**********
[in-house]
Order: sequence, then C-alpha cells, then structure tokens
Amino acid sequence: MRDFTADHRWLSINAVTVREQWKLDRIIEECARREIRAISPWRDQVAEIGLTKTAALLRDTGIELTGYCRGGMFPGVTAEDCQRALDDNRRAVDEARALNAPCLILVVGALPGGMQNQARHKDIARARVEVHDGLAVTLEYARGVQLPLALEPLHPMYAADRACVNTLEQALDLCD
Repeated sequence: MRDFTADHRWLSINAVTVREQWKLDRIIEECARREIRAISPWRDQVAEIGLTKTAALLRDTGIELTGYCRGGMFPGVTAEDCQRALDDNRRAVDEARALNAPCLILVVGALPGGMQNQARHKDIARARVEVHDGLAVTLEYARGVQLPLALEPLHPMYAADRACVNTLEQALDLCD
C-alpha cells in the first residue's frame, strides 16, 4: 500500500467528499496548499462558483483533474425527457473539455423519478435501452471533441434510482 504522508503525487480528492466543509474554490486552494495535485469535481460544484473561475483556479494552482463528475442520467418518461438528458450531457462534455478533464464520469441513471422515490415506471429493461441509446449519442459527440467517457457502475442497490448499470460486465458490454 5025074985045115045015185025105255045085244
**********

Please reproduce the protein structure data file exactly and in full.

[in-house]
Order: sequence, then C-alpha cells, then structure tokens
Amino acid sequence: MRDFTADHRWLSINAVTVREQWKLDRIIEECARREIRAISPWRDQVAEIGLTKTAALLRDTGIELTGYCRGGMFPGVTAEDCQRALDDNRRAVDEARALNAPCLILVVGALPGGMQNQARHKDIARARVEVHDGLAVTLEYARGVQLPLALEPLHPMYAADRACVNTLEQALDLCD
Repeated sequence: MRDFTADHRWLSINAVTVREQWKLDRIIEECARREIRAISPWRDQVAEIGLTKTAALLRDTGIELTGYCRGGMFPGVTAEDCQRALDDNRRAVDEARALNAPCLILVVGALPGGMQNQARHKDIARARVEVHDGLAVTLEYARGVQLPLALEPLHPMYAADRACVNTLEQALDLCD
C-alpha cells in the first residue's frame, strides 16, 4: 500500500467528499496548499462558483483533474425527457473539455423519478435501452471533441434510482 504522508503525487480528492466543509474554490486552494495535485469535481460544484473561475483556479494552482463528475442520467418518461438528458450531457462534455478533464464520469441513471422515490415506471429493461441509446449519442459527440467517457457502475442497490448499470460486465458490454 5025074985045115045015185025105255045085244